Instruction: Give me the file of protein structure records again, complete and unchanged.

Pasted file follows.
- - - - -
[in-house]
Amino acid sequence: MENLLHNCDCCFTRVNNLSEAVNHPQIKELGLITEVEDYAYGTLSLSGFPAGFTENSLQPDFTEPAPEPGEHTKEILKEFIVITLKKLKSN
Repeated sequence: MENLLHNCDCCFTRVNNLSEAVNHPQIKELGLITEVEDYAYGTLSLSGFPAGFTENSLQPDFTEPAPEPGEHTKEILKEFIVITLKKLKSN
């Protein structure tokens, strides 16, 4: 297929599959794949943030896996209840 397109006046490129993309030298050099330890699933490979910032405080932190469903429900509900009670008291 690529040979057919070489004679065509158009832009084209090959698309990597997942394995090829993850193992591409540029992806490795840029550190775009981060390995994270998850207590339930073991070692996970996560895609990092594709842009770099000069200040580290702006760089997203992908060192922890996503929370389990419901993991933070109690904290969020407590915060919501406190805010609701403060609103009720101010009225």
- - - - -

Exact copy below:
[in-house]
Amino acid sequence: MENLLHNCDCCFTRVNNLSEAVNHPQIKELGLITEVEDYAYGTLSLSGFPAGFTENSLQPDFTEPAPEPGEHTKEILKEFIVITLKKLKSN
Repeated sequence: MENLLHNCDCCFTRVNNLSEAVNHPQIKELGLITEVEDYAYGTLSLSGFPAGFTENSLQPDFTEPAPEPGEHTKEILKEFIVITLKKLKSN
């Protein structure tokens, strides 16, 4: 297929599959794949943030896996209840 397109006046490129993309030298050099330890699933490979910032405080932190469903429900509900009670008291 690529040979057919070489004679065509158009832009084209090959698309990597997942394995090829993850193992591409540029992806490795840029550190775009981060390995994270998850207590339930073991070692996970996560895609990092594709842009770099000069200040580290702006760089997203992908060192922890996503929370389990419901993991933070109690904290969020407590915060919501406190805010609701403060609103009720101010009225």